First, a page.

Re: [RFC PATCH 01/19] OvmfPkg: Reserve the Secrets and Cpuid page for the SEV-SNP guest


Lendacky, Thomas
 

On 4/8/21 1:24 AM, Xu, Min M wrote:
On Wednesday, April 7, 2021 11:03 PM, Laszlo wrote:
On 04/07/21 02:44, James Bottomley wrote:
On Wed, 2021-04-07 at 00:21 +0000, Xu, Min M wrote:
Hi, Laszlo

For Intel TDX supported guest, all processors start in 32-bit
protected mode, while for Non-Td guest, it starts in 16-bit real
mode. To make the ResetVector work on both Td-guest and Non-Td guest,
ResetVector are updated as below:
------------------------------------------------------------------
ALIGN 16
resetVector:
;
; Reset Vector
;
; This is where the processor will begin execution
;
nop
nop
smsw ax
test al, 1
jnz EarlyBspPmEntry
jmp EarlyBspInitReal16
Well, then use the rel8 jump like the compiler would in this situation:

smsw ax
test al, 1
jz 1f
jmp EarlyBspPmEntry
1:
jmp EarlyBspInitReal16

So now both entries can be 32k away.
The problem is that we need NASM to generate such *shared* entry code that
behaves correctly when executed in either 16-bit or 32-bit mode.

The rel8 near jumps ("short jumps") are like that -- for example, the
"74 cb" opcode decodes to the same "JZ rel8" in both modes.

But the rel16 ("non-short") near jumps turn into rel32 near jumps when
decoded in 32-bit mode. For example, "E9 cw" decodes to "JMP rel16" in 16-bit
mode, but it gets parsed as "E9 cd" (= "JMP rel32") in 32-bit mode.

So the idea is to add more BITS directives, for covering the non-short near
jumps themselves:
Yes this is the root cause. TDX requires the startup mode to be 32-bit
protected mode while the legacy VM startup mode is 16-bit real mode.
Add more BITS directives can work round this. I have tried it and it works.

So my initial solution is to use *jmp rel8* because it works in both 16-bit
and 32-bit mode. But *jmp rel8* depends on the distance which should
be less than 128 bytes. If more metadata is added in the ResetVector.asm
then we have to use the BITS solution.
To me, it sounds like the BITS solution should be the approach you use
from the start.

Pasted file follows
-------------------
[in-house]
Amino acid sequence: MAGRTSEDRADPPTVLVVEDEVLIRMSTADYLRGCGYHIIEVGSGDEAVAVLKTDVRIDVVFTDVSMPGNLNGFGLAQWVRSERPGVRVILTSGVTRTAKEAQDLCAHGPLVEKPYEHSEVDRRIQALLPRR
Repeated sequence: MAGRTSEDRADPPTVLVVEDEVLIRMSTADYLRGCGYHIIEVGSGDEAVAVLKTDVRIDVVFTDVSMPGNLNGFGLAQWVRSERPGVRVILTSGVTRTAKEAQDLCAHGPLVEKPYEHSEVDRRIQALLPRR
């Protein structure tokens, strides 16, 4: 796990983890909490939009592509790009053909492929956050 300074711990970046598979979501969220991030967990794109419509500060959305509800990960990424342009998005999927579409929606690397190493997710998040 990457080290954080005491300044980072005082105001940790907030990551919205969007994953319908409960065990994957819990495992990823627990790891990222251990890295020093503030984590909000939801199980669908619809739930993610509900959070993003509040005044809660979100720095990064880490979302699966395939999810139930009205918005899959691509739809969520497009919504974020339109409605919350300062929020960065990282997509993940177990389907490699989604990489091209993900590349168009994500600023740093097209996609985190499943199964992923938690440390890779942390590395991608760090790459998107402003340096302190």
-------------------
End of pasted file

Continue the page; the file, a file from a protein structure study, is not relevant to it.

Thanks,
Tom



; instructions up to and including the rel8 JZ decode identically ;
between BITS 16 and BITS 32 BITS 16
smsw ax
test al, 1
jz Real

; the unconditional near jumps are mode-specific BITS 32
jmp near EarlyBspPmEntry
BITS 16
Real:
jmp near EarlyBspInitReal16

; --------------------

BITS 16
EarlyBspInitReal16:
nop

BITS 32
EarlyBspPmEntry:
nop
$ nasm -f bin jz.nasmb

Decoded (executed) in 16-bit mode:

$ ndisasm -b 16 -k 7,5 -k 0x10,1 jz
00000000 0F01E0 smsw ax
00000003 A801 test al,0x1
00000005 7405 jz 0xc ; taken
00000007 skipping 0x5 bytes
0000000C E90000 jmp word 0xf
0000000F 90 nop
00000010 skipping 0x1 bytes

Decoded (executed) in 32-bit mode:

$ ndisasm -b 32 -k 0xc,4 jz
00000000 0F01E0 smsw eax
00000003 A801 test al,0x1
00000005 7405 jz 0xc ; not taken
00000007 E904000000 jmp dword 0x10
0000000C skipping 0x4 bytes
00000010 90 nop


With the garbage *not* hidden:

$ ndisasm -b 16 -s 0xc jz

00000000 0F01E0 smsw ax
00000003 A801 test al,0x1
00000005 7405 jz 0xc ; taken
00000007 E90400 jmp word 0xe ; garbage
0000000A 0000 add [bx+si],al ; garbage
0000000C E90000 jmp word 0xf
0000000F 90 nop
00000010 90 nop ; garbage

$ ndisasm -b 32 -s 0x10 jz

00000000 0F01E0 smsw eax
00000003 A801 test al,0x1
00000005 7405 jz 0xc ; not taken
00000007 E904000000 jmp dword 0x10
0000000C E9 db 0xe9 ; garbage
0000000D 0000 add [eax],al ; garbage
0000000F 90 nop ; garbage
00000010 90 nop

Thanks
Laszlo




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